A bill that would ease curbs on former Baathists was presented to Iraq’s parliament on Sunday, but a row quickly erupted and forced postponement of debate on a draft law seen as vital to fostering national reconciliation.

A bill that would ease curbs on former Baathists was presented to Iraq's parliament on Sunday, but a row quickly erupted and forced postponement of debate on a draft law seen as vital to fostering national reconciliation. 2

A bill that would ease curbs on former Baathists was presented to Iraq’s parliament on Sunday, but a row quickly erupted and forced postponement of debate on a draft law seen as vital to fostering national reconciliation.

It was the first time parliament had taken up any major bills this year that Washington believes will help heal the deep divide between majority Shi’ites and minority Sunni Arabs.

Objections to the bill from a key Shi’ite faction and arguments over whether it had been submitted properly prevented the draft law from being read out fully, participants at the closed-door session told Reuters.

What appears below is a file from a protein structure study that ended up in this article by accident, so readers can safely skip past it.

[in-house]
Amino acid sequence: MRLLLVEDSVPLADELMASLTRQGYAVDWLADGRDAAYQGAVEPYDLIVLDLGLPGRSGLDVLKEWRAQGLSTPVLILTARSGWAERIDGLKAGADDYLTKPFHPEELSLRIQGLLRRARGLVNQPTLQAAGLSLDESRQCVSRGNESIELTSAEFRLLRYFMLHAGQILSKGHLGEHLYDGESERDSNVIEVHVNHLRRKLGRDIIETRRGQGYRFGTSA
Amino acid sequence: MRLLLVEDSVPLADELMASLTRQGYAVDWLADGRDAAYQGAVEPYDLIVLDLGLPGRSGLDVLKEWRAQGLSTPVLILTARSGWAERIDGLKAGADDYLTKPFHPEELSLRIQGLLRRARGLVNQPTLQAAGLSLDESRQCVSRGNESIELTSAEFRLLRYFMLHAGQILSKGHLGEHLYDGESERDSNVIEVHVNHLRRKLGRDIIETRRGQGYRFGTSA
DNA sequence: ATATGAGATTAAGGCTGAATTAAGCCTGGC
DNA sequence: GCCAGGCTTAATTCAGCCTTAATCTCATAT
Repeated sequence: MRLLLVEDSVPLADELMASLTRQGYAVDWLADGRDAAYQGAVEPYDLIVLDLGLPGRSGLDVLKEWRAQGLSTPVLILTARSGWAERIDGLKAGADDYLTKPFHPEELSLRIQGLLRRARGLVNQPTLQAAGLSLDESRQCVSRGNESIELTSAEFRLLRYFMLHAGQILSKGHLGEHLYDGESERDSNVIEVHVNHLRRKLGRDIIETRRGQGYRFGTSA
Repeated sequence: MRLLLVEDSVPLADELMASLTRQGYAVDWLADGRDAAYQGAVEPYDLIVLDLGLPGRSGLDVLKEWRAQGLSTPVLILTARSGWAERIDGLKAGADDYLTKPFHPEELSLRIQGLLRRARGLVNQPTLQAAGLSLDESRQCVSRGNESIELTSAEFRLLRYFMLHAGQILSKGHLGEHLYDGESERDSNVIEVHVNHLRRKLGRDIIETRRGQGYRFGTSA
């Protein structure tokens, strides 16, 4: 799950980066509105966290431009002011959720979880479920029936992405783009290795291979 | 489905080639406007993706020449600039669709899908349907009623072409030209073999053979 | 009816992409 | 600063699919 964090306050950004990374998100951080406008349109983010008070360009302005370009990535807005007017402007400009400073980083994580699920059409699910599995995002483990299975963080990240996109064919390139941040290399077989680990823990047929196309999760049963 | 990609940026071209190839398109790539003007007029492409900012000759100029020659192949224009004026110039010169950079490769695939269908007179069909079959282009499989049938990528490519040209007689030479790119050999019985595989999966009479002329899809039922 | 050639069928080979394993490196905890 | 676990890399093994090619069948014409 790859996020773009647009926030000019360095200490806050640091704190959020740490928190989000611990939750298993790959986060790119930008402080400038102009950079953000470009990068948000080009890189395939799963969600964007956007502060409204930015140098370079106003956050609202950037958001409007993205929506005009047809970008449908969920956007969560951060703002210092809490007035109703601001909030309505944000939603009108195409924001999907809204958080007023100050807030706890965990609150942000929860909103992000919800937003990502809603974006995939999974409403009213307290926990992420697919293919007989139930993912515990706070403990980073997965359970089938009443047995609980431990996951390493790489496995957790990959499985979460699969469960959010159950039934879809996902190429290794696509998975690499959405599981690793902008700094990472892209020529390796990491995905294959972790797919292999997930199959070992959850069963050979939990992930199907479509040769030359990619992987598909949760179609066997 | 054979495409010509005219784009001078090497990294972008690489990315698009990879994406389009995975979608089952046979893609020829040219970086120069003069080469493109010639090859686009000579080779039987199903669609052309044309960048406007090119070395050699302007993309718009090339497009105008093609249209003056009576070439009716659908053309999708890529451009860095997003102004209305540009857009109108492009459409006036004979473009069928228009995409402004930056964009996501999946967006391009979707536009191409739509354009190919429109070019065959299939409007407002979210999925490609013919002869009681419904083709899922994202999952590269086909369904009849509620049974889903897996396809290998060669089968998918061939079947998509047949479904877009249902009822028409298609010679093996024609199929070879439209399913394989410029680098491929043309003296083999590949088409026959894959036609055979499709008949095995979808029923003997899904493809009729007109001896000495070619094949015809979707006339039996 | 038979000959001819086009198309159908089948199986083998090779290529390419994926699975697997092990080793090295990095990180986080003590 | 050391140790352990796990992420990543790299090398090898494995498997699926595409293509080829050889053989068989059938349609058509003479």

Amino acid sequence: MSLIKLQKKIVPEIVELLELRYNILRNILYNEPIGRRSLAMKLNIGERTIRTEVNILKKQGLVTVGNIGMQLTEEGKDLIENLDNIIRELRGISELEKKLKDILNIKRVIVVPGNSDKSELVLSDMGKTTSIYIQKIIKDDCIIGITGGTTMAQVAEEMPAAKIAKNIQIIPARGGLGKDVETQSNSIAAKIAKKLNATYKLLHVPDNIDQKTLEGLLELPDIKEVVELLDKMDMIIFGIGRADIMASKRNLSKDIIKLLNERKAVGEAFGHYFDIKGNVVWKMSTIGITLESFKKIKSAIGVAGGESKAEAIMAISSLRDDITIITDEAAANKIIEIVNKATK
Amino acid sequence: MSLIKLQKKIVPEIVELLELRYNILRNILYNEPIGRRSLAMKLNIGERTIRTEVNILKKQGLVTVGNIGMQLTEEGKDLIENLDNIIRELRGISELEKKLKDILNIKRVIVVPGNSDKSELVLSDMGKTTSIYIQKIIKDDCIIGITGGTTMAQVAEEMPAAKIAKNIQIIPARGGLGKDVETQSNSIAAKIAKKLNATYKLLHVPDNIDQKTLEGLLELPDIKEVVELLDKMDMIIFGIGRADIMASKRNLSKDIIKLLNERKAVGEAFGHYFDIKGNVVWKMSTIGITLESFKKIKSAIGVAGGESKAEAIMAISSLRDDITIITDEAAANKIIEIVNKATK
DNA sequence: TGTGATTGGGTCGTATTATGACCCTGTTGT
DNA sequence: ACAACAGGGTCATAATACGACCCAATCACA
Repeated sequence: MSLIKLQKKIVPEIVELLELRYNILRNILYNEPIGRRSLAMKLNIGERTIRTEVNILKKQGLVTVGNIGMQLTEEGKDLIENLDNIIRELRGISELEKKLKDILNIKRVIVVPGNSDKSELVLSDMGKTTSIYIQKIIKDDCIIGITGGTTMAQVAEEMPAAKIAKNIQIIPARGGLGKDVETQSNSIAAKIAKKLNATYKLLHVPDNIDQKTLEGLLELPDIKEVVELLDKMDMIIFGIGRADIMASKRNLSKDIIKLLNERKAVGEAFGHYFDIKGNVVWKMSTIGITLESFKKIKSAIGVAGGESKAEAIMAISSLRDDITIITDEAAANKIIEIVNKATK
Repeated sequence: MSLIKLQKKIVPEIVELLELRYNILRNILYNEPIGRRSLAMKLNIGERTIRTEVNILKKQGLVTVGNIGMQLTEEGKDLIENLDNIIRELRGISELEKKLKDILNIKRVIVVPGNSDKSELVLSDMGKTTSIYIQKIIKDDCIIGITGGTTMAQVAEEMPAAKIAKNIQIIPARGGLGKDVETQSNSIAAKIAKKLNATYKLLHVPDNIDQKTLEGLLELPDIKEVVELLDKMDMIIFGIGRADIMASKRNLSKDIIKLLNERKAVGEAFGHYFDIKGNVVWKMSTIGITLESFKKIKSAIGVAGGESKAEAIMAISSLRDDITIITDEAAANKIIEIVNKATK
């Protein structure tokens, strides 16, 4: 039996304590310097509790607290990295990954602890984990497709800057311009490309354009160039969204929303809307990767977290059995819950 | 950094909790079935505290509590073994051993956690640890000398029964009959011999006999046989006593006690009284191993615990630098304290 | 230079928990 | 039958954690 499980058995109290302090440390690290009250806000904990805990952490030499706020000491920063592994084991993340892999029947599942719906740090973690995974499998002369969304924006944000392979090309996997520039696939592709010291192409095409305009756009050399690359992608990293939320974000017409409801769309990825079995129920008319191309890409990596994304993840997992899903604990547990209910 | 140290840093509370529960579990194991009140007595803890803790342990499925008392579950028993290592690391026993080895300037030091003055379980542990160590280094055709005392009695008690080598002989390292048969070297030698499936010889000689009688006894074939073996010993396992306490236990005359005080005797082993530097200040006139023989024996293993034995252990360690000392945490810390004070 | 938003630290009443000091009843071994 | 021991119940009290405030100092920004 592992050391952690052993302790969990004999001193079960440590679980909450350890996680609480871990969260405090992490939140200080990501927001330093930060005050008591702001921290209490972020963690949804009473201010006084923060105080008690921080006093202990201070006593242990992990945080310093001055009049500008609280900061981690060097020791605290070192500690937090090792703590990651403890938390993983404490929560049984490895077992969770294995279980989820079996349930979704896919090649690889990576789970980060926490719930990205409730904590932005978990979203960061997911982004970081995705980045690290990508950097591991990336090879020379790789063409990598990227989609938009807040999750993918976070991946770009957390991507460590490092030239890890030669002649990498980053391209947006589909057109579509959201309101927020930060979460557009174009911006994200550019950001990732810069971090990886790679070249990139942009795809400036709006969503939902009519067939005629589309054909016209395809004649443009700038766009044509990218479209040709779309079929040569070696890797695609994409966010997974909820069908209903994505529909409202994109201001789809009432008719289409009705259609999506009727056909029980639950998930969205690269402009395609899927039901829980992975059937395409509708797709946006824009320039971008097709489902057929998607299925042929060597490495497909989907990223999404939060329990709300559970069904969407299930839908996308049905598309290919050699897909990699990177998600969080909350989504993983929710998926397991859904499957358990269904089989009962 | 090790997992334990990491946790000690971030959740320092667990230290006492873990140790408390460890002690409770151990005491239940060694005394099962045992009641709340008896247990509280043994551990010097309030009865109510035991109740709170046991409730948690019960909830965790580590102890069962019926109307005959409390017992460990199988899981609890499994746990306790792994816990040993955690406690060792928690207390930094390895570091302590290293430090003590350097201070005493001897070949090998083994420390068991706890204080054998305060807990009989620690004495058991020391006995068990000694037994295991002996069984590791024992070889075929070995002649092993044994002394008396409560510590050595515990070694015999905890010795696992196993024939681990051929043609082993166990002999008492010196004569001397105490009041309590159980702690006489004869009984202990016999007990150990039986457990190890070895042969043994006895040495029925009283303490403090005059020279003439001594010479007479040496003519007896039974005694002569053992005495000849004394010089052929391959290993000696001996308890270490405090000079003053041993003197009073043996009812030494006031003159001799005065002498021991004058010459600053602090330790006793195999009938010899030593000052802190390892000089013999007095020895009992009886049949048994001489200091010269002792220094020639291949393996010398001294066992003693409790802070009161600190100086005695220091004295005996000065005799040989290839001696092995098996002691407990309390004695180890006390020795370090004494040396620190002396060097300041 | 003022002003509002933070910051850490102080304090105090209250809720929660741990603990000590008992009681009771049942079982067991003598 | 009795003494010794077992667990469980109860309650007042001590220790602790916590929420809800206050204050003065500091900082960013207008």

The row underscores the discord over a law that would formally relax restrictions on former members of Saddam Hussein’s Baath party joining the civil service and military.

Many Baath party members were Sunni Arabs who feel persecuted by successive Iraqi administrations since the U.S.-led invasion in 2003 that toppled Saddam.

“The presentation has been stopped and postponed,” said independent Kurdish lawmaker Mahmoud Othman.

“We want national reconciliation, we want to forget the past … But the law should have been presented properly so those objecting could not find a hole in the presentation.”

Othman said the draft had not been given to parliament’s legal committee before being read out, although the Shi’ite-led government has said all necessary requirements were met.

Ezzat Shahbandar, from a parliamentary committee dealing with the issue, said the law had been sent back to the legislature’s legal body for changes. He said this meant the government might want to review any fresh amendments to a bill that some officials say has already been revised four times.

“This means it will take a long time,” Shahbandar said.

Washington has urged Iraq’s leaders all year to pass several key pieces of legislation but there has been little progress due to political infighting among various factions.

Besides the bill on Baathists, other draft laws would equitably divide up Iraq’s vast oil reserves among the country’s different sects and set a date for provincial elections

Participants at the hearing said the faction loyal to Shi’ite cleric Moqtada al-Sadr had called the draft on former Baathists unconstitutional, saying it was too soft.

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